Sunday, November 6, 2016

Resources for November 6, 2016

Cassidy, Brendan and J.D. Duran. "Born to Be Blue, Infiltrator." InSession Film (July 22, 2016) ["Ethan Hawke’s latest indie film and the second great jazz movie to come out in 2016, Born to Be Blue. We also review The Infiltrator, starring the great Bryan Cranston."]

Cheney, Matthew. "Dead Men and Ghosts, Limited." (Posted on Vimeo: 2014)

Ferrara, Greg. "Scanners: Cronenberg, Existence, and Body Horror." Streamline (November 6, 2016)

Heath, Roderick. "The Thing (1982)." Ferdy on Films (May 2014)

Howard, Kate. "Kentucky 3rd In Nation In Barring Felons From The Voting Booth." Kentucky Center for Investigative Reporting (November 4, 2016)

Hughes, William. "CMAs erase Beyoncé and Dixie Chicks from its social media accounts." A.V. Club (November 4, 2016)

Johnson, Grace Sanders. "Why Haiti Needs New Narratives: An Interview With Gina Athena Ulysse." AAIHS (November 6, 2016) ["On October 4, 2016, Hurricane Matthew roared through Haiti’s southwest peninsula taking with it homes, centuries-old structures, and over 800 lives. In the storm’s wake, media outlets observed the undeniable damage of this specific natural event by projecting recycled, dehumanizing, and ahistorical narratives of Haiti to the world. InWhy Haiti Needs New Narratives: A Post-Quake Chronicle, Haitian-born feminist anthropologist Gina Athena Ulysse writes: “if there is one thing we know for certain, it is that without destruction, sensationalism, and violence, there is no Haiti story.” Ulysse’s trilingual collection of essays is a balm to wounds that are reopened each time the black republic is (mis)represented. The book is a timely reminder of the need to critically interrogate the historical implications of this current moment."]

McDonald, Kevin P. "The Netflix Effect, Technology and Entertainment in the 21st Century." Film School (July 22, 2016) ["Netflix is the definitive media company of the 21st century. It was among the first to parlay new Internet technologies into a successful business model, and in the process it changed how consumers access film and television. It is now one of the leading providers of digitally delivered media content and is continually expanding access across a host of platforms and mobile devices. Despite its transformative role, however, Netflix has drawn very little critical attention-far less than competitors such as YouTube, Apple, Amazon, Comcast, and HBO. The Netflix Effect, Technology and Entertainment in the 21st Century addresses this gap, as the essays are designed to critically explore the breadth and diversity of Netflix’s effect from a variety of different scholarly perspectives, a necessary approach considering the hybrid nature of Netflix; its inextricable links to new models of media production and distribution, to new modes of viewer engagement and consumer behavior, its relationship to existing media conglomerates and consumer electronics, to its capabilities as a web-based service provider and data network, and to its reliance on a broader technological infrastructure. Marking the first scholarly work to address its significance. Co-author and editor Kevin P. McDonald talks about how The Netflix Effect provides a critical framework for understanding the company’s specific strategies as well as its broader social, economic, and cultural impact."]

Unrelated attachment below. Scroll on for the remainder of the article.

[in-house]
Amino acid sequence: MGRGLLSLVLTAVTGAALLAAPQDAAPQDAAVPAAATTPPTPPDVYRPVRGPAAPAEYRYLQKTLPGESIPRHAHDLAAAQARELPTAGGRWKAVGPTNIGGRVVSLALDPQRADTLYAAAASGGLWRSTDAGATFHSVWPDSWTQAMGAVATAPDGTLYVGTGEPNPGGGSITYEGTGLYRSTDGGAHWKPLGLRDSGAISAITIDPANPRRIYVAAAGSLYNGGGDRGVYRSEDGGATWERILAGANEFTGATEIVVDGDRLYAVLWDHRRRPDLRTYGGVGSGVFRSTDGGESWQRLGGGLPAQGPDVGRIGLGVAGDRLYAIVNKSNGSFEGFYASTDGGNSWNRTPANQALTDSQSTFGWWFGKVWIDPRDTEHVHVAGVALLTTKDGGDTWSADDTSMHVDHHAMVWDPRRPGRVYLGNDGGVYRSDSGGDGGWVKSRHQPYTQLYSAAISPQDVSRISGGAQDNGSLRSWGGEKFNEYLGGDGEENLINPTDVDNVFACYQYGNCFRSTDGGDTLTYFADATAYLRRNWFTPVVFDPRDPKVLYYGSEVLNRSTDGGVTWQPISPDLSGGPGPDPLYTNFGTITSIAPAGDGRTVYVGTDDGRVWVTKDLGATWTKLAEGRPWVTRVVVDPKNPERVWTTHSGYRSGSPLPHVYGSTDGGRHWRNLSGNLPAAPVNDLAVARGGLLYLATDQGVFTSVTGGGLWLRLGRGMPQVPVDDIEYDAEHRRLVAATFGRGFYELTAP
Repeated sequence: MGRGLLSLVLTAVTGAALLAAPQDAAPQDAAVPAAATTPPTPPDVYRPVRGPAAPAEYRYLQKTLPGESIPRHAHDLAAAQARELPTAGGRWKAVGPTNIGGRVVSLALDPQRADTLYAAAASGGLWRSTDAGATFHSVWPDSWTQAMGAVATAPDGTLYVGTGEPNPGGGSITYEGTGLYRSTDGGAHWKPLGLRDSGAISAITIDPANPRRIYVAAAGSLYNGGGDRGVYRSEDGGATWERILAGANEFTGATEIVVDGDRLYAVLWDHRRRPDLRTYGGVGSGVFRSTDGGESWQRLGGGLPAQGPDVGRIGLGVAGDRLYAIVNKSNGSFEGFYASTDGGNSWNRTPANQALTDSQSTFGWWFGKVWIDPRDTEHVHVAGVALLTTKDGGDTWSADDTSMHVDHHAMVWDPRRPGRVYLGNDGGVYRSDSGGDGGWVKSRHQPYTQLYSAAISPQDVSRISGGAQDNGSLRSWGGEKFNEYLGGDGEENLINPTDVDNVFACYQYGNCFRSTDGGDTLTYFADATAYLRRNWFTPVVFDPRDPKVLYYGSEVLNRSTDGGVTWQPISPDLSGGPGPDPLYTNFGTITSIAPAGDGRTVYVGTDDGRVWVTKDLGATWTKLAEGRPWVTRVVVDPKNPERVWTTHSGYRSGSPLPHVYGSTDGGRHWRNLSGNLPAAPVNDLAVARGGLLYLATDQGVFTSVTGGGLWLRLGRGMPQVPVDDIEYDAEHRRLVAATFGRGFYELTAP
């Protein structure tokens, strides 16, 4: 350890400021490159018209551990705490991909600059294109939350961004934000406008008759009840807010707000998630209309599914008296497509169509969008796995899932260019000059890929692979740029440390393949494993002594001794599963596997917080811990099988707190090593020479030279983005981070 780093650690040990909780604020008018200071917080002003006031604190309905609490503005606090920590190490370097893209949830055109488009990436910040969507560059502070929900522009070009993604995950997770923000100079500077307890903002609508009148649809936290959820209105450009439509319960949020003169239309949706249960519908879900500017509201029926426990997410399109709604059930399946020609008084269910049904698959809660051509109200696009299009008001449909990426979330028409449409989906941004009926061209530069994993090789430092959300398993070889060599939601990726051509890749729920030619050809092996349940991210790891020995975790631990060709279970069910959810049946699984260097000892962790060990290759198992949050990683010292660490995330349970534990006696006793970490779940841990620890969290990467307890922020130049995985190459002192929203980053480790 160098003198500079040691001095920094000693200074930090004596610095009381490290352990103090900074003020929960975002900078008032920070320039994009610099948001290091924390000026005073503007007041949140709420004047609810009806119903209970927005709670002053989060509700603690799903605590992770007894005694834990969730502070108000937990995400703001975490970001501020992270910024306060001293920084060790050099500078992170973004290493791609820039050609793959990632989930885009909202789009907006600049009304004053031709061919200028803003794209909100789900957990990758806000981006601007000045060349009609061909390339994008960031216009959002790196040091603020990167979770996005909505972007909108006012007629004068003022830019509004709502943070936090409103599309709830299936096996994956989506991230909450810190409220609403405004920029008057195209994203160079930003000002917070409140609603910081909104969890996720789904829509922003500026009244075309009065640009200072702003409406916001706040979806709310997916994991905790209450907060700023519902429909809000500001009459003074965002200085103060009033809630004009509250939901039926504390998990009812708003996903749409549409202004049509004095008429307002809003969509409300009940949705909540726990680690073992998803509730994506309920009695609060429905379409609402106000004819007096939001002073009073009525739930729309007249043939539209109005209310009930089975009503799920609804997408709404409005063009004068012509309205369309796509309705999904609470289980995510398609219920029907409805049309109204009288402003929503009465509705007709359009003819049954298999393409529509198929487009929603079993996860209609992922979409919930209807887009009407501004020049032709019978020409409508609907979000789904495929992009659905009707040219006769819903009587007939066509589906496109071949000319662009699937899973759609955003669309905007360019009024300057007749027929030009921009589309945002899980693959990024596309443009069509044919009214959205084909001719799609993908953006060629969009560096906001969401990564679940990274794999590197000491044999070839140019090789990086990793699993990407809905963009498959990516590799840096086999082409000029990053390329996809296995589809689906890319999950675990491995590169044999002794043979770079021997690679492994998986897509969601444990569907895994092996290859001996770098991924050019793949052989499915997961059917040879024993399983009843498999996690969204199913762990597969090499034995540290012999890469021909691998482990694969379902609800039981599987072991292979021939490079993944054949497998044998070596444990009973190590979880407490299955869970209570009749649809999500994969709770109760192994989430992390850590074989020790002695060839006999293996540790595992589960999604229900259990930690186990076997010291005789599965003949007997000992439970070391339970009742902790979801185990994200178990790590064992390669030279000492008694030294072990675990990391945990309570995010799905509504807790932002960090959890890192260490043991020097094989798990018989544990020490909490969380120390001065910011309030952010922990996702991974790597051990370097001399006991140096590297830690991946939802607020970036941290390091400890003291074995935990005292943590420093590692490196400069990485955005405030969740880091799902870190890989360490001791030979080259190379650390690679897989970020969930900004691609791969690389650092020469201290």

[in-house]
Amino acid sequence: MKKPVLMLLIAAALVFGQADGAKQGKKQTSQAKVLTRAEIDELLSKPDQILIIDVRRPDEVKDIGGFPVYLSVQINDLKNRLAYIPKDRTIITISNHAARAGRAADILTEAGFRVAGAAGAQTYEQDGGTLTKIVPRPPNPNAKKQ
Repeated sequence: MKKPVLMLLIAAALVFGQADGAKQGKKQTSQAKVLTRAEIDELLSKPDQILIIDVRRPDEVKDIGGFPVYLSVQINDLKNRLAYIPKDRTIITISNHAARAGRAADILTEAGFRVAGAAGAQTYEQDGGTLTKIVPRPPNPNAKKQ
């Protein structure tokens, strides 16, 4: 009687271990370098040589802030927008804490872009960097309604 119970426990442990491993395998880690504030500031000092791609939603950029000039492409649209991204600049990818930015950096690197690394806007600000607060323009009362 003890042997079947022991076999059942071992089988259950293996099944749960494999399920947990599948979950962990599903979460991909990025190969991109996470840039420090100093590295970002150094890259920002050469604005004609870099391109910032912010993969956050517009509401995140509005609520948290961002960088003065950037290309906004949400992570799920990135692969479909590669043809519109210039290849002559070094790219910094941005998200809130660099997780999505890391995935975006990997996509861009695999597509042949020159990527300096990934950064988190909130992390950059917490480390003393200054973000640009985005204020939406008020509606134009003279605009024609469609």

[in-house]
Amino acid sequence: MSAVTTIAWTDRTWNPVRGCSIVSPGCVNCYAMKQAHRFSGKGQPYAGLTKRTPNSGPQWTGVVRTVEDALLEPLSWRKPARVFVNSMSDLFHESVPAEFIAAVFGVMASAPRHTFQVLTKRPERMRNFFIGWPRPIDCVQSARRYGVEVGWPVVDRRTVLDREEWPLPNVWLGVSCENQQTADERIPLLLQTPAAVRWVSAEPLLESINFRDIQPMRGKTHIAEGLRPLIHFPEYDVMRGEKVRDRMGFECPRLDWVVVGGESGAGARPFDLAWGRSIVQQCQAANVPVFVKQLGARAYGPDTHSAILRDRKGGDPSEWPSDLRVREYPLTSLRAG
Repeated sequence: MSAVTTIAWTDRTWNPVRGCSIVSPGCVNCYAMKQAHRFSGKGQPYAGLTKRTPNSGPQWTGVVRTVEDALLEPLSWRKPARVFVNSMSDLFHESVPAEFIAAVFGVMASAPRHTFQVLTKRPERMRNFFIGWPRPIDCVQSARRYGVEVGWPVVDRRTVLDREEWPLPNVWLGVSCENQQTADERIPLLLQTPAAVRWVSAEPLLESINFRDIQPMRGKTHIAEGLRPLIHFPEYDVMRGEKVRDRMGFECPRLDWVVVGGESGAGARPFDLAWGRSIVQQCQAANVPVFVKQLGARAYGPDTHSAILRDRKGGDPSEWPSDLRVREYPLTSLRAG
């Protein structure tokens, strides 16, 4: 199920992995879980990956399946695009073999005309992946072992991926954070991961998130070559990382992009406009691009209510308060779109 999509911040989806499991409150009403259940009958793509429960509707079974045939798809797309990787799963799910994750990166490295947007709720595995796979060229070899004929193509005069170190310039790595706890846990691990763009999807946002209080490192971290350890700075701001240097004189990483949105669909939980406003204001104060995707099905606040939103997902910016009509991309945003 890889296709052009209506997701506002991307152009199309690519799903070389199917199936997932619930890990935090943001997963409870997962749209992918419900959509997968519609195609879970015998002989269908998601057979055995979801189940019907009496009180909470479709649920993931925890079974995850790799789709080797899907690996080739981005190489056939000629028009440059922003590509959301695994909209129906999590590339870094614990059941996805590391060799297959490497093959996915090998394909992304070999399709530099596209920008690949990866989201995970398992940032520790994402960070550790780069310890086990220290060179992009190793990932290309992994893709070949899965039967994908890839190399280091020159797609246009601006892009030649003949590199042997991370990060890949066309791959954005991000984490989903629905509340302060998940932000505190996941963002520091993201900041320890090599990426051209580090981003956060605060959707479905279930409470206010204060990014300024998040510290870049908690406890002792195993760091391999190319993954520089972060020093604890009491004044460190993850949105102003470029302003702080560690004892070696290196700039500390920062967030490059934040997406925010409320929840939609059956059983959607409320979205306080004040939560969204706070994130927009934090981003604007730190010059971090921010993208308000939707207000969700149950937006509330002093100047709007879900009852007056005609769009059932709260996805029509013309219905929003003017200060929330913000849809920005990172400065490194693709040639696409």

"The fundamental problem of human existence is rooted in an inherent inability to communicate.  That's not to say that people are unable to talk to one another. In fact, people say a great deal to one another throughout any given day, much of it meaningless and instantly forgotten. It's only when the meaning of our words - the desperation of being understood by another - is made the locus of our communication, that the problems inherent to communication become impossible to ignore: wars are waged between governing bodies over conflicting intentions (we know what's best for everyone, trust us); murders occur over simple misunderstandings, wounded pride, and bruised egos (you don't know me, how dare you); a once safe, nurturing relationship is torn apart by the need of lovers to be both heard and understood (this is who I am, this is how I feel). This is the dilemma of being human: believing that something needs to be communicated - a feeling, a thought, an urgent message - not being able to communicate it; or, having made an attempt at communication and ultimately failing, causing irreparable harm (11)." -- Peak, David. The Spectacle of the Void. Schism, 2014.

Steward, Tom. "The Grand Budapest Hotel." Alternate Takes (April 30, 2014)

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